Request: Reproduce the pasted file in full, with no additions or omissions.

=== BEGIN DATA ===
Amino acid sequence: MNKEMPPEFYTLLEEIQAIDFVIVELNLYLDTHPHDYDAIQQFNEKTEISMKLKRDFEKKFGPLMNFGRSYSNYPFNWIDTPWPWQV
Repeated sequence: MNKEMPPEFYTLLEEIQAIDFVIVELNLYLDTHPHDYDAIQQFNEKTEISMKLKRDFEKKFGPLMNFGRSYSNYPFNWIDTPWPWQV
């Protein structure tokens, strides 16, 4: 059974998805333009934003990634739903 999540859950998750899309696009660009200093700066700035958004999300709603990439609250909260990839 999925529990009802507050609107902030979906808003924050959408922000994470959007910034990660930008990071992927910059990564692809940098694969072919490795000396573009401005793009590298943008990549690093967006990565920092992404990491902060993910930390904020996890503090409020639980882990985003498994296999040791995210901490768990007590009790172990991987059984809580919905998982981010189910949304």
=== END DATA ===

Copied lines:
Amino acid sequence: MNKEMPPEFYTLLEEIQAIDFVIVELNLYLDTHPHDYDAIQQFNEKTEISMKLKRDFEKKFGPLMNFGRSYSNYPFNWIDTPWPWQV
Repeated sequence: MNKEMPPEFYTLLEEIQAIDFVIVELNLYLDTHPHDYDAIQQFNEKTEISMKLKRDFEKKFGPLMNFGRSYSNYPFNWIDTPWPWQV
């Protein structure tokens, strides 16, 4: 059974998805333009934003990634739903 999540859950998750899309696009660009200093700066700035958004999300709603990439609250909260990839 999925529990009802507050609107902030979906808003924050959408922000994470959007910034990660930008990071992927910059990564692809940098694969072919490795000396573009401005793009590298943008990549690093967006990565920092992404990491902060993910930390904020996890503090409020639980882990985003498994296999040791995210901490768990007590009790172990991987059984809580919905998982981010189910949304």